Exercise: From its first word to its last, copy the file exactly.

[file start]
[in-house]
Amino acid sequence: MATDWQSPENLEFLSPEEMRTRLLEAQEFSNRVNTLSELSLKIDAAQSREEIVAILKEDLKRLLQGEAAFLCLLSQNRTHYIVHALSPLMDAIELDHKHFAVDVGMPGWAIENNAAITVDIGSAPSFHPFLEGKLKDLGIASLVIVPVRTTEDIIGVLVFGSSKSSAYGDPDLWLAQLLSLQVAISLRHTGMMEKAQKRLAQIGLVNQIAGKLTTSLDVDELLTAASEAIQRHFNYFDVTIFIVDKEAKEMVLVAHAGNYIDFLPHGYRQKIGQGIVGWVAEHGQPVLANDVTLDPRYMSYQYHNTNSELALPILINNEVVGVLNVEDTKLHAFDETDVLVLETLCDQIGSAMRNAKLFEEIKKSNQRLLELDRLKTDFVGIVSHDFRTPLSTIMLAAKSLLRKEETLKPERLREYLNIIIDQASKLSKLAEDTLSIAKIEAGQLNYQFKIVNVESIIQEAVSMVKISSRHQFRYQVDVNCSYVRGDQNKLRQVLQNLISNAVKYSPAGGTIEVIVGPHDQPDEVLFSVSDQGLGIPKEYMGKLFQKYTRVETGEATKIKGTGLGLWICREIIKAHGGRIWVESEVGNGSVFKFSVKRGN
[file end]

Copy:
[in-house]
Amino acid sequence: MATDWQSPENLEFLSPEEMRTRLLEAQEFSNRVNTLSELSLKIDAAQSREEIVAILKEDLKRLLQGEAAFLCLLSQNRTHYIVHALSPLMDAIELDHKHFAVDVGMPGWAIENNAAITVDIGSAPSFHPFLEGKLKDLGIASLVIVPVRTTEDIIGVLVFGSSKSSAYGDPDLWLAQLLSLQVAISLRHTGMMEKAQKRLAQIGLVNQIAGKLTTSLDVDELLTAASEAIQRHFNYFDVTIFIVDKEAKEMVLVAHAGNYIDFLPHGYRQKIGQGIVGWVAEHGQPVLANDVTLDPRYMSYQYHNTNSELALPILINNEVVGVLNVEDTKLHAFDETDVLVLETLCDQIGSAMRNAKLFEEIKKSNQRLLELDRLKTDFVGIVSHDFRTPLSTIMLAAKSLLRKEETLKPERLREYLNIIIDQASKLSKLAEDTLSIAKIEAGQLNYQFKIVNVESIIQEAVSMVKISSRHQFRYQVDVNCSYVRGDQNKLRQVLQNLISNAVKYSPAGGTIEVIVGPHDQPDEVLFSVSDQGLGIPKEYMGKLFQKYTRVETGEATKIKGTGLGLWICREIIKAHGGRIWVESEVGNGSVFKFSVKRGN